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Archbishop denounces Holocaust denial

Colorado leader, Archbishop Charles ChaputA prominent bishop may have very publicly denied the Holocaust, and the pope may have recently revoked that bishop’s excommunication, but Colorado’s highest Catholic cleric says Jews should not worry that the Roman Catholic Church has suddenly gone into the Holocaust denial business.

“The scope and grave evil of the Holocaust are matters of public record,” Archbishop Charles Chaput, who leads the Archdiocese of Denver, told the Intermountain Jewish News in a statement this week.

The archbishop’s reference to “the scope” of the Holocaust pertains to the stance of British Bishop Richard Williamson who, in a Swedish TV interview in January, contended that “only” 200,000 to 300,000 Jews died at the hands of the Nazis, and that none perished in gas chambers.

Williamson, who had been excommunicated by the Vatican for theological reasons, had that excommunication revoked by Pope Benedict XVI last month, a move that has triggered considerable international Jewish anger and consternation.

Among the more emphatic expressions of Jewish anger was the decision last week of the Israeli Chief Rabbinate to sever their ties with the Vatican.

Chaput, who responded to IJN questions via email while traveling, minced no words in denouncing and discrediting any form of Holocaust denial.

The Pope, Benedict XVI“The supporting evidence is irrefutable,” he said. “I don’t understand anyone, Catholic or otherwise, who would seek to diminish the memory of the millions of Jews lost to genocide. Denying the Holocaust is neither morally nor intellectually credible.”

Nor does Pope Benedict’s revocation of Williamson’s excommunication indicate any sort of Vatican imprimatur on the bishop’s Holocaust beliefs, Chaput insists.

“The Church, including the current and previous Holy Fathers, has repeatedly affirmed the reality of the Shoah,” he said.

“That message couldn’t be any clearer or more sincere. Respect for the Jewish community and reconnecting with the Jewish roots of Christianity are priorities for Catholics. Based on the record of the last four decades, I don’t think anyone can reasonably question that.”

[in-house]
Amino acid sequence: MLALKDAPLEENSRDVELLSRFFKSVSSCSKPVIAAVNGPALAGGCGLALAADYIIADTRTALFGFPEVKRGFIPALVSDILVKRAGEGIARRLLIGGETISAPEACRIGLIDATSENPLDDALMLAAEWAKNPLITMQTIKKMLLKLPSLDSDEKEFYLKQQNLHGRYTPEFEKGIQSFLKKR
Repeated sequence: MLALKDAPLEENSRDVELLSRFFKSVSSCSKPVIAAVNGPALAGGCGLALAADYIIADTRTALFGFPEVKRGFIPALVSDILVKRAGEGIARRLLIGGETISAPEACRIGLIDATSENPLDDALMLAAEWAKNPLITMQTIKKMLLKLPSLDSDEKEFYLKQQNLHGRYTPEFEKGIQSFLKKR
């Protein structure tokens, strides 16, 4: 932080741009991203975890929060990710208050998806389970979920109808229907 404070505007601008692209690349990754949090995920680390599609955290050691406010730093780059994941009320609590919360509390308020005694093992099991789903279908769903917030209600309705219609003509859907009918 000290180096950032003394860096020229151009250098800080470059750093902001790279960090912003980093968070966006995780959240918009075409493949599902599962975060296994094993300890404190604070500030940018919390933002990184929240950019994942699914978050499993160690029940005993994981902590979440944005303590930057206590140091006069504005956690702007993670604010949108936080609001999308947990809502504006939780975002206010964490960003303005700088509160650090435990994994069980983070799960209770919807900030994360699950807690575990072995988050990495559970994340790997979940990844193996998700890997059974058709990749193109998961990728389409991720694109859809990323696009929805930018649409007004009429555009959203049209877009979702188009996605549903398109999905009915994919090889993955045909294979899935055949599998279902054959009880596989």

Asked about the Pope’s decision concerning Williamson, Chaput himself seemed at a bit of a loss to provide an explanation, other than to suggest that other factors must have weighed in the decision.

“The Catholic Church is a global community,” he said. “She’s larger, more diverse and much less monolithic than persons on the outside seem to grasp.

Bishop Williamson’s reported comments are a very unhealthy anomaly. But they don’t in any sense represent the main body of Catholic thought, much less the leadership of the Church.”

Asked whether he felt that the pontiff’s recent revocation might suggest an era of trouble in Catholic-Jewish relations — a trend which some Jews felt began last year with Pope Benedict’s reinstatement of the Tridentine Mass, with its call to convert Jews — Chaput was firm in his response.

“No, for the reasons I’ve already mentioned,” he said. “Jews rightly expect Catholics to understand and respect the integrity of Jewish life, culture, community and beliefs. Catholics expect the same understanding and respect.

“It’s important for both sides to react prudently when differences arise. Motives and circumstances may be very different from what they first appear.  We need to have the patience to work together for a healthy, mutually respectful relationship.”

Reacting to the Vatican’s decision on Williamson, Jewish students at the University of Denver’s Holocaust Awareness Institute opted for an educational response.

Led by CJS director Sarah Pessin, the students this week airmailed to Rome a “Holocaust Tolerance Trunk,” to help Williamson “learn the actual history of the Holocaust (including facts about gas chambers, which he denies)” according to a DU press release.

Community members were invited to sign their names to the trunk, which was specially designed by the MATTER Graphic Design Studio and contains educational materials relating to the Holocaust.

On Tuesday, Feb. 3, on the DU campus, Pessin read an open letter addressed to Pope Benedict which was to accompany the trunk on its way to the Vatican.

“The Holocaust Awareness Institute is dedicated to educating people about the Holocaust, and as part of our mission, we send Tolerance Trunks just like this one out to school teachers to help them in their classrooms,” the letter states.

“The books and multi-media materials contained herein are donated by concerned community members, and are designed to help students gain accurate historical information about the Holocaust, as well as inspire a spirit of openness and care for fellow human beings.

“We hope you will share this Tolerance Trunk with Bishop Richard Williamson, and with anyone else whom you feel might benefit from its contents.”

Chris Leppek

IJN Assistant Editor |

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